“Innovations in quantum technology and quantum sensors can make a major contribution to solving socially relevant challenges in areas such as climate change, water resources, energy supply, digitization, mobility and security – and also open up completely new perspectives in future space missions,” said Lower Saxony’s Minister of Science Björn Thümler. “From the state’s point of view, the establishment of the DLR Institute for Satellite Geodesy and Inertial Sensors in Hannover is a great success, because quantum technology will be further established and sustainably anchored as a future topic in Lower Saxony. The institute can build on an excellent research environment here, because the country has invested more than 220 million euros in the construction and operation of research laboratories as well as the setting up and training of scientific excellence in this research area in the past ten years. I look forward to the fact that the new institute will make an important contribution to the training of a new generation of quantum engineers. “
The activities of the new institute will be integrated into DLR-wide projects and collaborations with partners from research and industry in Germany, Europe and the world. For example, DLR is already working together with NASA in the BECCAL project, in which Bose-Einstein-Condensates (BEC) are examined under weightlessness in the Cold Atoms Lab (CAL) on the International Space Station ISS . A core partnership exists with Leibniz Universität Hannover, where the new institute will initially rent office and laboratory space before a new office and laboratory building will be built in the quarter by the end of the 2020s.
As part of the planned “Optical Frequency Measurement” department, there is a strong cooperation with Physikalisch-Technische Bundesanstalt (PTB) planned in Braunschweig. The “Relativistic Modeling” department will also be located at the DLR site in Bremen near the Center for Applied Space Technology and Microgravity (ZARM).
The President of the Leibniz University Hannover, Prof. Dr. Volker Epping emphasizes the importance of cooperation between LUH and non-university research institutions: “I am proud of this and am very pleased that, in addition to several other non-university partners, a DLR institute is now joining the LUH as a cooperation partner. This bundling of competencies will enable the institute, the university and the location to jointly develop the international radiance in the field of quantum technologies. I would like to thank those responsible and those involved who have actively promoted this settlement and made it possible, and I wish all scientists a successful start at DLR at Leibniz Universität Hannover. “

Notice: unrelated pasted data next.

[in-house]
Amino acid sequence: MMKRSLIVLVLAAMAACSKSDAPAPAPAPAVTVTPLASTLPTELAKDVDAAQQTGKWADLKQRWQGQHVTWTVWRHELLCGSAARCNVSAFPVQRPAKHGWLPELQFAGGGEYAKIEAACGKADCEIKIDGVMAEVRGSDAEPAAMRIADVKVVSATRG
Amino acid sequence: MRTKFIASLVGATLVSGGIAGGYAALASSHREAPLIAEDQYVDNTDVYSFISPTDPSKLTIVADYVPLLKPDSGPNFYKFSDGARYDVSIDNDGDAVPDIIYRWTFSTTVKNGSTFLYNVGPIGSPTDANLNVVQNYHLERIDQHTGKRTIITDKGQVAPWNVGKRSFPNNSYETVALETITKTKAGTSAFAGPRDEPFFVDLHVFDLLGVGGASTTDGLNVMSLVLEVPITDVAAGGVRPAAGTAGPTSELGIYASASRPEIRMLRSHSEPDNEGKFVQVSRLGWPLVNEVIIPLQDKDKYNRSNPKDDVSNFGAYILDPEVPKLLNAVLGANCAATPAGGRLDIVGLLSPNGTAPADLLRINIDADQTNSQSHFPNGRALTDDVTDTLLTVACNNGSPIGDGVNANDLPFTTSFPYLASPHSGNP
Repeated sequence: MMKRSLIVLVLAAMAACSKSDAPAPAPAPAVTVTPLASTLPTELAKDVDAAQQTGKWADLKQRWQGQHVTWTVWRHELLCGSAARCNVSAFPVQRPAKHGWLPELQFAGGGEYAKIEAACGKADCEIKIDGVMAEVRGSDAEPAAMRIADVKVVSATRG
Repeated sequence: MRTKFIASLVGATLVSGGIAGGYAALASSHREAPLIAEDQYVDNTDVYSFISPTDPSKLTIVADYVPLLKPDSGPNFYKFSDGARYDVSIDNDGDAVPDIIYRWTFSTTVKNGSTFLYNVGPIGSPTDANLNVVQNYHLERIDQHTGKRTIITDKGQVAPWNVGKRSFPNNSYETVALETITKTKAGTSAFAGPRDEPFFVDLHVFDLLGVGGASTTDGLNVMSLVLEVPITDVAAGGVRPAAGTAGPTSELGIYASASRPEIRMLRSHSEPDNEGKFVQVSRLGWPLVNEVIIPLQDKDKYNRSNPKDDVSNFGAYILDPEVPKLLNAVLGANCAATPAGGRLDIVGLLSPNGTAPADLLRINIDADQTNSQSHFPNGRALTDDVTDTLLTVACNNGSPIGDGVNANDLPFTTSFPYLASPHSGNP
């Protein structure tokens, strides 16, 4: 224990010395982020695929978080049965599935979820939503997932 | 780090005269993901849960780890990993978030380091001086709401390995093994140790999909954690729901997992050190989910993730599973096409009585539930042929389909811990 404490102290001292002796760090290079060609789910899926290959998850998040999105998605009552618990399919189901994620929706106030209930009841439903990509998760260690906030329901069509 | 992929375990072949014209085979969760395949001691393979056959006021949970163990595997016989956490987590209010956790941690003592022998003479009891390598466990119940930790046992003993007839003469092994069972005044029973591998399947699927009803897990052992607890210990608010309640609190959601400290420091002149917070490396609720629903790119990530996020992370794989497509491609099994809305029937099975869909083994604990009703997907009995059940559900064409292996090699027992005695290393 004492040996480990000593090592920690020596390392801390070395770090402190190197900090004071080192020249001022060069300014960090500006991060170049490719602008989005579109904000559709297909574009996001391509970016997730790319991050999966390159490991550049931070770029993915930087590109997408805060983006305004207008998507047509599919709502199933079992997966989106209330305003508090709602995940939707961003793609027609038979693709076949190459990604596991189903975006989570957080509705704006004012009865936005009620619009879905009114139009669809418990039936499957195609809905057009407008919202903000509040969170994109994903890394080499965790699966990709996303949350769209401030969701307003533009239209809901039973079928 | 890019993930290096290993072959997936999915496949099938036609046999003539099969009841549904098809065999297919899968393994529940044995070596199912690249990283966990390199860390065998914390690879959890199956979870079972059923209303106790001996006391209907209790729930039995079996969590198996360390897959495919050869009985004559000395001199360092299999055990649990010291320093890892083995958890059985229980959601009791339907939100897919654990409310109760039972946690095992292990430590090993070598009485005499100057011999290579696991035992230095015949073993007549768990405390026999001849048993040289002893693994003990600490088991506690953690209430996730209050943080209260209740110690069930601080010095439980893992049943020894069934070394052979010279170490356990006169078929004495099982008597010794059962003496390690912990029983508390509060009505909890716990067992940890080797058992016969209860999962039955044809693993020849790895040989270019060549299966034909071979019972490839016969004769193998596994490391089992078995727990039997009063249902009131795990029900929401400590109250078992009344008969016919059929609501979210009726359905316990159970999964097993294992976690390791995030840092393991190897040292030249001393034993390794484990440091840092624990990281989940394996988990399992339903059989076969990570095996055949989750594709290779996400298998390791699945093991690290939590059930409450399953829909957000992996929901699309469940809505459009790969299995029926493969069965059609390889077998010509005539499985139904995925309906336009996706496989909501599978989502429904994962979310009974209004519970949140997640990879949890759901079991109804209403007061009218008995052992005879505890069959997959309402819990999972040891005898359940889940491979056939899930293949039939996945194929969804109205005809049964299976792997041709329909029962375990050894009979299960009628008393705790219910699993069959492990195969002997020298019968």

The current focus is on appointing the future head of the DLR Institute for Satellite Geodesy and Inertial Sensors and the first department heads. By the end of the year, 30 employees should already be working at the institute. The official opening of the institute is planned for the end of 2021.
“The first research work for future experiments on the ISS from 2026 has already started with the BECCAL project,” says Prof. Wolfgang Ertmer, founding director of the DLR Institute for Satellite Geodesy and Inertial Sensors. “The institute is also significantly involved in possible activities of the EU Commission on quantum gravimetric earth observation. In addition, the institute contributes to the competencies of the DLR in the field of quantum computing and cooperates in this area with the Hannover-based Quantum Valley Lower Saxony eV “
The state of Lower Saxony has already approved 12 million euros for the establishment of the DLR Institute for Satellite Geodesy and Inertial Sensors. In the future, the institute will be funded annually with 11 million euros from Federal Ministry for Economic Affairs and Energy (BMWi), 890,000 euros from funds from the state of Lower Saxony and 220,000 euros from funds from the state of Bremen.